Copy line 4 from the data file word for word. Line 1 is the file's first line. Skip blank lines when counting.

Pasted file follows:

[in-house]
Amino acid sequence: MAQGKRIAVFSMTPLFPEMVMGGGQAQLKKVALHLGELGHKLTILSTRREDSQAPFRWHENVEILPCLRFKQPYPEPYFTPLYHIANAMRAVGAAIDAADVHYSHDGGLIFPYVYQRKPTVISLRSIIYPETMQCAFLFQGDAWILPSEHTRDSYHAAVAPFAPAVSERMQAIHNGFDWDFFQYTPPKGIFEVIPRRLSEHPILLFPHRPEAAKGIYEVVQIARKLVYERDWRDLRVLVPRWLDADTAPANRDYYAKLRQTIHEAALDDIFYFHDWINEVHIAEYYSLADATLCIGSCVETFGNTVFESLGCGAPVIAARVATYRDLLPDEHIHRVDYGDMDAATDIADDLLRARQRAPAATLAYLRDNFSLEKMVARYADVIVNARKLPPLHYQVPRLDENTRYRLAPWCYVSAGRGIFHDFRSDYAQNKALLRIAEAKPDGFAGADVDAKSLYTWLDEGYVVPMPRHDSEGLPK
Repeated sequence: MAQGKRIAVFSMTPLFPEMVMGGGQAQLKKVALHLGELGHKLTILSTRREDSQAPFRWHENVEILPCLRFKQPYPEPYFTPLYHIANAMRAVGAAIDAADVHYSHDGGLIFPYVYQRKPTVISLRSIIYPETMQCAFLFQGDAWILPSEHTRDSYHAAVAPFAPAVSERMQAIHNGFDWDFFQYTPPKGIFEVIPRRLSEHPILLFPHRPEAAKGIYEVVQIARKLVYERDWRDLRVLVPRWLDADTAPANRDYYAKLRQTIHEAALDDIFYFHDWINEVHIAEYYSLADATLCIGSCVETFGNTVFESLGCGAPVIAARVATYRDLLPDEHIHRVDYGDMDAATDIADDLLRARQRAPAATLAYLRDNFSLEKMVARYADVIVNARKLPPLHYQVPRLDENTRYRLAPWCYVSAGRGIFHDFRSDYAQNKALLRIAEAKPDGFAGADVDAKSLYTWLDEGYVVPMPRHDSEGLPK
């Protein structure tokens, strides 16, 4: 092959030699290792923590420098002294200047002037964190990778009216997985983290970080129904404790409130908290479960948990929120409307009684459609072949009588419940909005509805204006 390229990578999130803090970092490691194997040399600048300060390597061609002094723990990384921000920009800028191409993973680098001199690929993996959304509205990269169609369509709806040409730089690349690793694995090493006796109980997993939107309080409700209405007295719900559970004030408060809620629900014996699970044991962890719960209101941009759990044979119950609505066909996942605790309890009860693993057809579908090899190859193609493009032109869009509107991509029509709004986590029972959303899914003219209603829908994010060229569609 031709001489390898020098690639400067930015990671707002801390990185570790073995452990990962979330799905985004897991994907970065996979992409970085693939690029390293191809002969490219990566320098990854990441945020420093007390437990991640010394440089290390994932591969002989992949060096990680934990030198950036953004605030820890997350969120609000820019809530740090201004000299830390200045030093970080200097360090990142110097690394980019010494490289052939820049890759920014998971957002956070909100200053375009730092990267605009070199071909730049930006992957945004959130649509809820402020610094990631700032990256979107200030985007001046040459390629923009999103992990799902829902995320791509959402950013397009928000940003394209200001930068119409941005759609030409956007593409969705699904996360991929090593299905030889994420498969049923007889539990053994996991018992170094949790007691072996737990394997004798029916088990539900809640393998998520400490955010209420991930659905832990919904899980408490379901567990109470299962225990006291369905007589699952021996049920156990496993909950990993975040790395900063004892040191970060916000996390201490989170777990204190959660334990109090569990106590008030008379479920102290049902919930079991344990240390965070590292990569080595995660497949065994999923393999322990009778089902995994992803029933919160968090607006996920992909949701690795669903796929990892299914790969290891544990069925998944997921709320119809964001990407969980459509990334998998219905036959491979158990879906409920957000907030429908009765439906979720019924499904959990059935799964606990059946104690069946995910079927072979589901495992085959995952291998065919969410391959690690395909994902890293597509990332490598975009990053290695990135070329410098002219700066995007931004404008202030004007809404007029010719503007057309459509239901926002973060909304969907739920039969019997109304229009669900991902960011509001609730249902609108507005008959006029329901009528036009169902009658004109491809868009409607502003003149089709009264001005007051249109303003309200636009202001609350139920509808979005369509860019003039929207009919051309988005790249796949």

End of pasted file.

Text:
């Protein structure tokens, strides 16, 4: 092959030699290792923590420098002294200047002037964190990778009216997985983290970080129904404790409130908290479960948990929120409307009684459609072949009588419940909005509805204006 390229990578999130803090970092490691194997040399600048300060390597061609002094723990990384921000920009800028191409993973680098001199690929993996959304509205990269169609369509709806040409730089690349690793694995090493006796109980997993939107309080409700209405007295719900559970004030408060809620629900014996699970044991962890719960209101941009759990044979119950609505066909996942605790309890009860693993057809579908090899190859193609493009032109869009509107991509029509709004986590029972959303899914003219209603829908994010060229569609 031709001489390898020098690639400067930015990671707002801390990185570790073995452990990962979330799905985004897991994907970065996979992409970085693939690029390293191809002969490219990566320098990854990441945020420093007390437990991640010394440089290390994932591969002989992949060096990680934990030198950036953004605030820890997350969120609000820019809530740090201004000299830390200045030093970080200097360090990142110097690394980019010494490289052939820049890759920014998971957002956070909100200053375009730092990267605009070199071909730049930006992957945004959130649509809820402020610094990631700032990256979107200030985007001046040459390629923009999103992990799902829902995320791509959402950013397009928000940003394209200001930068119409941005759609030409956007593409969705699904996360991929090593299905030889994420498969049923007889539990053994996991018992170094949790007691072996737990394997004798029916088990539900809640393998998520400490955010209420991930659905832990919904899980408490379901567990109470299962225990006291369905007589699952021996049920156990496993909950990993975040790395900063004892040191970060916000996390201490989170777990204190959660334990109090569990106590008030008379479920102290049902919930079991344990240390965070590292990569080595995660497949065994999923393999322990009778089902995994992803029933919160968090607006996920992909949701690795669903796929990892299914790969290891544990069925998944997921709320119809964001990407969980459509990334998998219905036959491979158990879906409920957000907030429908009765439906979720019924499904959990059935799964606990059946104690069946995910079927072979589901495992085959995952291998065919969410391959690690395909994902890293597509990332490598975009990053290695990135070329410098002219700066995007931004404008202030004007809404007029010719503007057309459509239901926002973060909304969907739920039969019997109304229009669900991902960011509001609730249902609108507005008959006029329901009528036009169902009658004109491809868009409607502003003149089709009264001005007051249109303003309200636009202001609350139920509808979005369509860019003039929207009919051309988005790249796949």